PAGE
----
Charlie, Niranjela and I went over to the office to see what the situation would be and while Niranjela wisely opted to stay at U-Dox, Charlie and I acted like complete clichés after we saw a canteen filled with models and, after being surrounded by a staff that was mainly annoyed men for several years, decided to give it a go. We heard murmurs from a few folks claiming that CT was irrelevant then and while I’d concur that its credibility had slipped with the scene’s sense of being a best kept secret giving way to the new norm of owning 10+ pairs, it’s nice to see that most of the moaners are even more irrelevant now.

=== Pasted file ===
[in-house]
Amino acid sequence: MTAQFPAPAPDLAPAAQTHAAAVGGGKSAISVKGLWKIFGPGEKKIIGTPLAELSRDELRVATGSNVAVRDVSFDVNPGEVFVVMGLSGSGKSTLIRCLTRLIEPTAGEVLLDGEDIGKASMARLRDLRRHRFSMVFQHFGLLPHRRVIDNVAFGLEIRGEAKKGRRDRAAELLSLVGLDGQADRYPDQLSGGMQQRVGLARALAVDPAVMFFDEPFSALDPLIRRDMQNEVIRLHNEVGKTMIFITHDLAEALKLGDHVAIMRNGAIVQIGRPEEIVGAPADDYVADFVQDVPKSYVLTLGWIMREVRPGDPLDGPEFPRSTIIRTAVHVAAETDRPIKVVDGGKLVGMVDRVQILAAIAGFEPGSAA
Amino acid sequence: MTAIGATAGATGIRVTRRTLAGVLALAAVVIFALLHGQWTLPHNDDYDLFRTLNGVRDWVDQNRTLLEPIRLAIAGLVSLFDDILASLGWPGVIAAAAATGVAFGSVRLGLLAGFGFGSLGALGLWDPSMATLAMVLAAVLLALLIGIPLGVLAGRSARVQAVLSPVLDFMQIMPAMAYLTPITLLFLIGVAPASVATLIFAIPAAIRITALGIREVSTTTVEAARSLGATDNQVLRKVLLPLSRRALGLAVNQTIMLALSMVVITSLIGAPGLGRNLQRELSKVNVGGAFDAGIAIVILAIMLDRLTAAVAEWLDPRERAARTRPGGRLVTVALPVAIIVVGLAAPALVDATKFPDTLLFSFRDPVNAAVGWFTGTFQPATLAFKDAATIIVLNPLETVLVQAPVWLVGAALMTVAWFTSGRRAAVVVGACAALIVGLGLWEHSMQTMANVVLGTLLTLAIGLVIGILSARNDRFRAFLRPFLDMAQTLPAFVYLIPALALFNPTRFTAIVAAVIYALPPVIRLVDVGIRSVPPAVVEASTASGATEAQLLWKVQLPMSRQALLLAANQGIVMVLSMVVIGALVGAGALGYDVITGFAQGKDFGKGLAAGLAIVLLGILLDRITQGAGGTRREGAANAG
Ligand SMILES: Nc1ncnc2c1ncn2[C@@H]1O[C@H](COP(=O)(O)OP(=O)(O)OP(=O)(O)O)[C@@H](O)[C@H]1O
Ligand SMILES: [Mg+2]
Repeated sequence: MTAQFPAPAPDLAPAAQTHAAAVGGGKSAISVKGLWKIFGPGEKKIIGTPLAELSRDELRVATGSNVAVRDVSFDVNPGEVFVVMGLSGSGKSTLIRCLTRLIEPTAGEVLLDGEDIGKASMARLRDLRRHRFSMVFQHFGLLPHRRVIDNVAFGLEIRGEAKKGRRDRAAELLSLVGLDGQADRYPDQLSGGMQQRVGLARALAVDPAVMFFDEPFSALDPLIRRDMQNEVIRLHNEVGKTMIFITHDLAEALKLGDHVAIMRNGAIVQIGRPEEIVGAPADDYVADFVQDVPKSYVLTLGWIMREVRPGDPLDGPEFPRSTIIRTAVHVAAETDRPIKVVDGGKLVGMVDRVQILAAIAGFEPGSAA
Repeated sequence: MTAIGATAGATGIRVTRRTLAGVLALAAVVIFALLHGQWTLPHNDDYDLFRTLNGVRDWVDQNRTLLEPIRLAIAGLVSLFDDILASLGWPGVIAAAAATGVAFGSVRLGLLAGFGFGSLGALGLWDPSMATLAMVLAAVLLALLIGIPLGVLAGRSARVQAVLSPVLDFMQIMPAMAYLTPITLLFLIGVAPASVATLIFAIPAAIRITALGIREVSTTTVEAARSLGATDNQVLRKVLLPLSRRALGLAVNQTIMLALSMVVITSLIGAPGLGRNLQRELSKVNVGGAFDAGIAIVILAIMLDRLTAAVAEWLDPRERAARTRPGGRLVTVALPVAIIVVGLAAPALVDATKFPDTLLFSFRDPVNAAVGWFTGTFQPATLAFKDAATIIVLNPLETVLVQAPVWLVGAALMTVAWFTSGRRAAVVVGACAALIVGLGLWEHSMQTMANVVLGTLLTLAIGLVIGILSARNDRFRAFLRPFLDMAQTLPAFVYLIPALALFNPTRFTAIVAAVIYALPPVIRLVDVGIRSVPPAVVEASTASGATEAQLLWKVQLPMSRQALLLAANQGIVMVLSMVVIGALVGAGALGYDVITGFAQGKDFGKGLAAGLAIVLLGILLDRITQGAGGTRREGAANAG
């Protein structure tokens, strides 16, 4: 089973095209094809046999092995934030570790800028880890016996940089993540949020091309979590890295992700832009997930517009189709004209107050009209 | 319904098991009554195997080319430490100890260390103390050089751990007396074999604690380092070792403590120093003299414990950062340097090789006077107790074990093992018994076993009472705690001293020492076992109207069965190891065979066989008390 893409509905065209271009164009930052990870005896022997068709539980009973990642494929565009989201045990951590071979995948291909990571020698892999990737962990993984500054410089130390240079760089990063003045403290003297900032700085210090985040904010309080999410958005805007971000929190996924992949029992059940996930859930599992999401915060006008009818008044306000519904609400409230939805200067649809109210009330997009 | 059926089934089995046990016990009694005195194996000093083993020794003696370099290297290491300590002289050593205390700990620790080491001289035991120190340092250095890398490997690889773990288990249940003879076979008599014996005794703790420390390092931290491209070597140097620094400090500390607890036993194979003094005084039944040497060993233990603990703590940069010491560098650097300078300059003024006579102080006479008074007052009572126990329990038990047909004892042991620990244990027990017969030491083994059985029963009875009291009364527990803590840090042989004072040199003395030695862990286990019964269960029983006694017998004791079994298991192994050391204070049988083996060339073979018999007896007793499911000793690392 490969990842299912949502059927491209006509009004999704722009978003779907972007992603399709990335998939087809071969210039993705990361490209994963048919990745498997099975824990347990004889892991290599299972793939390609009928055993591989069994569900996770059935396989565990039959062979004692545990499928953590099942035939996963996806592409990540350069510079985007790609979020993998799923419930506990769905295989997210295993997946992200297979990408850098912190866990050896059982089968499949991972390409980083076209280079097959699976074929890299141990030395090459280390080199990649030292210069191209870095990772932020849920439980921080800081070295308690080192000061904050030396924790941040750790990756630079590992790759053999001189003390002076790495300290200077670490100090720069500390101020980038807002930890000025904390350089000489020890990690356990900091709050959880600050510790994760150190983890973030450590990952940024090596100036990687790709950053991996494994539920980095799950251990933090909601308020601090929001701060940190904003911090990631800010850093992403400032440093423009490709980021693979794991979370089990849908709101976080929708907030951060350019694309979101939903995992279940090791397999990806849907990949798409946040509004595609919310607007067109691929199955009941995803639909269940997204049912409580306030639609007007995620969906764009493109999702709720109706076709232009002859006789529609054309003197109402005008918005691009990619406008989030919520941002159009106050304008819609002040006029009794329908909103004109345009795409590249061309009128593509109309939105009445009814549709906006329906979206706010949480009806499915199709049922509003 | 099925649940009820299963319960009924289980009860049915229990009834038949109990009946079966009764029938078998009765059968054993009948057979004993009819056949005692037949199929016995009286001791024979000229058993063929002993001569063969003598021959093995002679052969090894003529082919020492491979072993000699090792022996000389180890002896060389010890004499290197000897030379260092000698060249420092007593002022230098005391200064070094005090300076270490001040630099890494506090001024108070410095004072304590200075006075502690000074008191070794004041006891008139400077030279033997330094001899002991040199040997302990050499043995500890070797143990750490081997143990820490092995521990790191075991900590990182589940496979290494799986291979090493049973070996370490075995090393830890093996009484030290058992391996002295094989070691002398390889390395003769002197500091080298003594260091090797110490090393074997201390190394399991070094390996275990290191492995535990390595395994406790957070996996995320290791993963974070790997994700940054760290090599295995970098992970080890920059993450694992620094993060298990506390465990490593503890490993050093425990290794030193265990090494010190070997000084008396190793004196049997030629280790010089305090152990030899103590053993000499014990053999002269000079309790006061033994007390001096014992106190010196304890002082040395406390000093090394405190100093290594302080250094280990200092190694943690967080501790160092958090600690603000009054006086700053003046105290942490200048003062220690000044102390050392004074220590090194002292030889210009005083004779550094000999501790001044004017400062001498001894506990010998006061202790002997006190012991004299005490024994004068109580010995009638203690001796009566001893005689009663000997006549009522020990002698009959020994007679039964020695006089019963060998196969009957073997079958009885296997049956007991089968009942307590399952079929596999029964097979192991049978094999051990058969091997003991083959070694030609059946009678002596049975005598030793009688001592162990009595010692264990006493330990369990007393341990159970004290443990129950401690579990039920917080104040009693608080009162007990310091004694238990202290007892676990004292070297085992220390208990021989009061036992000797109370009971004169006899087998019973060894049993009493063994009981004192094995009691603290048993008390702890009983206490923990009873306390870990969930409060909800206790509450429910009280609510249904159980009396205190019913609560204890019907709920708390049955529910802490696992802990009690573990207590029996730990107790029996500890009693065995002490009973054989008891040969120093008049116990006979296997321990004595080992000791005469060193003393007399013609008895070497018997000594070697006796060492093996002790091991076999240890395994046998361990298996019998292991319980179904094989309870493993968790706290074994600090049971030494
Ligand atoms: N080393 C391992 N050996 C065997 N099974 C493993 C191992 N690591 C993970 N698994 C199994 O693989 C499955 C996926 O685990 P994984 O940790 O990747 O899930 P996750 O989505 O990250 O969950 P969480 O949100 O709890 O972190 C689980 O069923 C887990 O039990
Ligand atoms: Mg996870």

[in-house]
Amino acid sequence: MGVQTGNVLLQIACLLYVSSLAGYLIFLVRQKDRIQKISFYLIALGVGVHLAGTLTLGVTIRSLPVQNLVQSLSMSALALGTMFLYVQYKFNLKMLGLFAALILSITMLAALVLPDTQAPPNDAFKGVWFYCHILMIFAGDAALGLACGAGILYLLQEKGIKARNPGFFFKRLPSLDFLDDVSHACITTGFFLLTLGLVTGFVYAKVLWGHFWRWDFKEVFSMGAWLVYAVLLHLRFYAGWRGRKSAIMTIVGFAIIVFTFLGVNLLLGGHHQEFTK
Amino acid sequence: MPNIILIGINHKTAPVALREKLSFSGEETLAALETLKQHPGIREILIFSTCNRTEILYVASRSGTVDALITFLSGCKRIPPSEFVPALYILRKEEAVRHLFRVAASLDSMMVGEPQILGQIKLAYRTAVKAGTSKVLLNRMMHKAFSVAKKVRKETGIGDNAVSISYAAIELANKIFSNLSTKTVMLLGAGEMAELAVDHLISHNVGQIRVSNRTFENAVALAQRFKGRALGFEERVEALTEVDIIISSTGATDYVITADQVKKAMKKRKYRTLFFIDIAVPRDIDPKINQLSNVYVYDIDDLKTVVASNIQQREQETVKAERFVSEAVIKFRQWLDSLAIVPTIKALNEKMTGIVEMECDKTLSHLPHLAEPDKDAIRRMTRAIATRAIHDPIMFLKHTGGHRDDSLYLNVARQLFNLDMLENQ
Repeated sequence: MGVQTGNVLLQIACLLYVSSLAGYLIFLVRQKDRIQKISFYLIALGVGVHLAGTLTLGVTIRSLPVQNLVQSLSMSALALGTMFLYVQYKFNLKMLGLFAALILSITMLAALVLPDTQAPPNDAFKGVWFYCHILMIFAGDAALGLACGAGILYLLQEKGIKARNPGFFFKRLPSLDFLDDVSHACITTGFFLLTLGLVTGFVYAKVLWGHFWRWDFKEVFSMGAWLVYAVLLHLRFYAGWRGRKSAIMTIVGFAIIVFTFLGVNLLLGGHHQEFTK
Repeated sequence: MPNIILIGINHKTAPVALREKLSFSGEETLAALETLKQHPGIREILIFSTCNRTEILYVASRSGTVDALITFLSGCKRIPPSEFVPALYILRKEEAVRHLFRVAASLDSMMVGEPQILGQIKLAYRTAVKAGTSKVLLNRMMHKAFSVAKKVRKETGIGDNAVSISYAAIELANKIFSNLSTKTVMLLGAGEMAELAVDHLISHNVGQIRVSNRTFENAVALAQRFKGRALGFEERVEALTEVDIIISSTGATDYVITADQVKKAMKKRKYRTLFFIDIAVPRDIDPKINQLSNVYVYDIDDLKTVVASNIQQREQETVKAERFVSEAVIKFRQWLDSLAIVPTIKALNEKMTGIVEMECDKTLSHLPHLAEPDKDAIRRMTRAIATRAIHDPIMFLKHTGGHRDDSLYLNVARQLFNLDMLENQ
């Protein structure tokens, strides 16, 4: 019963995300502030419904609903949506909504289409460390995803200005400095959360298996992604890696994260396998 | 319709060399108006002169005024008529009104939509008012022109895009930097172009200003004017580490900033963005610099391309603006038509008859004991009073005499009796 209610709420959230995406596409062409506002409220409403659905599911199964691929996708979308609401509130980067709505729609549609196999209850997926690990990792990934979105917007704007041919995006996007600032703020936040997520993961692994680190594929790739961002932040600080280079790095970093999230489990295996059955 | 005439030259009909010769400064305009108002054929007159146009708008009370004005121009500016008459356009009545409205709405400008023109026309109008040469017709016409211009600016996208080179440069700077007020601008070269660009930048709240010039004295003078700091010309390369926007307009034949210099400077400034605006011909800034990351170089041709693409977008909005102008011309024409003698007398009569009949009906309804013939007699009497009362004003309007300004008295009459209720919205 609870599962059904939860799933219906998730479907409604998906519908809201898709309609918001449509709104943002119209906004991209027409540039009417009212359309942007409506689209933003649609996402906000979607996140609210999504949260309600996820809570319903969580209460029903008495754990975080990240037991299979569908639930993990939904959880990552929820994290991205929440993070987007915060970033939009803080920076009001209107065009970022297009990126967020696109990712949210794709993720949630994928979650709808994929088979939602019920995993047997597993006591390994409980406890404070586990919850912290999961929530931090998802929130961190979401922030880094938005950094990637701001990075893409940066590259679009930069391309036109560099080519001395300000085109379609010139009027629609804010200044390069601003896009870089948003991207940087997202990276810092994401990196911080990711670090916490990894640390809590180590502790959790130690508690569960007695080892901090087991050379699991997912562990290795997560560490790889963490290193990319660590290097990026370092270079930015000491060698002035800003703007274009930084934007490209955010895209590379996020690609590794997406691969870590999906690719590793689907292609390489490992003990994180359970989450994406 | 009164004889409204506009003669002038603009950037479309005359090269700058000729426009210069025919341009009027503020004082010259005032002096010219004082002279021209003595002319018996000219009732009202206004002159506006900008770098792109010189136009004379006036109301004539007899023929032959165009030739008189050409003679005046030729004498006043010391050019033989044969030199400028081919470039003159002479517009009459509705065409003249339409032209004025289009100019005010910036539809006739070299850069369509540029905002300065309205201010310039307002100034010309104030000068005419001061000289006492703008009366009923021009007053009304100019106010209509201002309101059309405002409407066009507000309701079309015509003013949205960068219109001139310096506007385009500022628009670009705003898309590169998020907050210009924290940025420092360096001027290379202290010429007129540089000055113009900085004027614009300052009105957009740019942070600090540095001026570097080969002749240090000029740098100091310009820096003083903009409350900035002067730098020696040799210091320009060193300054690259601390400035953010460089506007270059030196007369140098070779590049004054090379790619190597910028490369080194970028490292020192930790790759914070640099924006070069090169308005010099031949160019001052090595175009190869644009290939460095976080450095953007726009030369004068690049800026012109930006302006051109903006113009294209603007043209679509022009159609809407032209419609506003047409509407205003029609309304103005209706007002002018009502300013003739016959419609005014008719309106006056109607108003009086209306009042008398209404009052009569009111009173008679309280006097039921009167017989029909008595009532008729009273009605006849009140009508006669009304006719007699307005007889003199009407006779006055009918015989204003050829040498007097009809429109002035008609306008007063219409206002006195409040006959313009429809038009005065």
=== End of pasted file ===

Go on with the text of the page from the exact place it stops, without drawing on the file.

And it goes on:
At ASOS we were told to treat it like a startup, with our own glass walled office (which would become a gradually diminishing space that varied from floor to floor until it ended as some corner desks elsewhere). After starting work there, Charlie got a better offer to join Vans in March 2010, and I was the last of the Kingly Street CT team to remain. Still, it was a pay cheque. One ill-fated relaunch in partnership with our old agency would alienate a lot of the forum users (bearing in mind that Twitter and Facebook were building in popularity by this point). It’s here that my nostalgia for Crooked Tongues comes to an end. A meeting with some guy who was probably called Dan*, who held up a King Apparel t-shirt with a J Dilla logo of some sort and and told us that, “This is by a really cool brand called J Dilla…” made me hyper-aware that CT and ASOS probably weren’t the ideal match.